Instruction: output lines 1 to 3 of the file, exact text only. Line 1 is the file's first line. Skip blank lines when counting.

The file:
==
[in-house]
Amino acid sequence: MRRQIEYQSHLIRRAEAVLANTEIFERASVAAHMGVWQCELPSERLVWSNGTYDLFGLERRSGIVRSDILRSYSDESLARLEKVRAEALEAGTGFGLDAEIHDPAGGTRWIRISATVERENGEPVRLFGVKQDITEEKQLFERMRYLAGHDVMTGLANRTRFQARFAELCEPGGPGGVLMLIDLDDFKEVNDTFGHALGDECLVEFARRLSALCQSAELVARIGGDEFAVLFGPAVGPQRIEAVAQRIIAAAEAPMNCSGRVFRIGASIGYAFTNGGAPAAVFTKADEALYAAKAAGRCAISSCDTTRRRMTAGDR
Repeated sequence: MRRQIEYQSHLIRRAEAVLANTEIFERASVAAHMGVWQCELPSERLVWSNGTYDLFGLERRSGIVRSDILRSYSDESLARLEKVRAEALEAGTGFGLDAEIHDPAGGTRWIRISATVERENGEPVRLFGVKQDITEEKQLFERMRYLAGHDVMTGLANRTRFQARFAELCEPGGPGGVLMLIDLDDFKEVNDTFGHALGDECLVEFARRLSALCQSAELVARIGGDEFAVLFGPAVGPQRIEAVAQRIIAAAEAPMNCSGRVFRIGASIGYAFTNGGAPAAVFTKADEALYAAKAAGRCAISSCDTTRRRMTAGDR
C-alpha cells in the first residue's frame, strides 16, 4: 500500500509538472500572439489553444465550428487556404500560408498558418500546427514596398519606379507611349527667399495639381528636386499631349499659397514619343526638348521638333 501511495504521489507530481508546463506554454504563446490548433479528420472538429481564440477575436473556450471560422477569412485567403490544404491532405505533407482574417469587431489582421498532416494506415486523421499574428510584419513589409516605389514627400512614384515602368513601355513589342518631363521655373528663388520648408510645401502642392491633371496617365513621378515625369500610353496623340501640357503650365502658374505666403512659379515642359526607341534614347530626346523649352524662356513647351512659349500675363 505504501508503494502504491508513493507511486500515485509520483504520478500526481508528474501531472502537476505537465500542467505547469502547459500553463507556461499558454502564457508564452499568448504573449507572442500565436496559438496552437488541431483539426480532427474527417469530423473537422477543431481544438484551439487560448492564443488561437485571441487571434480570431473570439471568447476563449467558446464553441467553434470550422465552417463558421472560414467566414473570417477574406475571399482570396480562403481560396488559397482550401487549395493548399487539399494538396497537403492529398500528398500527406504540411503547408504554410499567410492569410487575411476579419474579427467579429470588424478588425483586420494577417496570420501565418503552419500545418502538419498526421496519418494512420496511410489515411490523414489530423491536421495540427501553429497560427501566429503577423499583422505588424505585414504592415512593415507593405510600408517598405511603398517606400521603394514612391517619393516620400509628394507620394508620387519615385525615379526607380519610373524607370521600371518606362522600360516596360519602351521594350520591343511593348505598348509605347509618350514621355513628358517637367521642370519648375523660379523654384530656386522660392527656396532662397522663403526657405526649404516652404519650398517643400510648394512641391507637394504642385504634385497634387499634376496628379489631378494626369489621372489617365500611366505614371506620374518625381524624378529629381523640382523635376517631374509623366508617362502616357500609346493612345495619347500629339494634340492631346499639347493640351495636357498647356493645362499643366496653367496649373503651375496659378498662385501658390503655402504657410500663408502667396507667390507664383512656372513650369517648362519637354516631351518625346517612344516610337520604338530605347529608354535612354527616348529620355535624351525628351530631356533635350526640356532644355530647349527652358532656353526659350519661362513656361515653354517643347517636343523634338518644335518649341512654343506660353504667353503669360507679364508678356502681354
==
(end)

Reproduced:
[in-house]
Amino acid sequence: MRRQIEYQSHLIRRAEAVLANTEIFERASVAAHMGVWQCELPSERLVWSNGTYDLFGLERRSGIVRSDILRSYSDESLARLEKVRAEALEAGTGFGLDAEIHDPAGGTRWIRISATVERENGEPVRLFGVKQDITEEKQLFERMRYLAGHDVMTGLANRTRFQARFAELCEPGGPGGVLMLIDLDDFKEVNDTFGHALGDECLVEFARRLSALCQSAELVARIGGDEFAVLFGPAVGPQRIEAVAQRIIAAAEAPMNCSGRVFRIGASIGYAFTNGGAPAAVFTKADEALYAAKAAGRCAISSCDTTRRRMTAGDR
Repeated sequence: MRRQIEYQSHLIRRAEAVLANTEIFERASVAAHMGVWQCELPSERLVWSNGTYDLFGLERRSGIVRSDILRSYSDESLARLEKVRAEALEAGTGFGLDAEIHDPAGGTRWIRISATVERENGEPVRLFGVKQDITEEKQLFERMRYLAGHDVMTGLANRTRFQARFAELCEPGGPGGVLMLIDLDDFKEVNDTFGHALGDECLVEFARRLSALCQSAELVARIGGDEFAVLFGPAVGPQRIEAVAQRIIAAAEAPMNCSGRVFRIGASIGYAFTNGGAPAAVFTKADEALYAAKAAGRCAISSCDTTRRRMTAGDR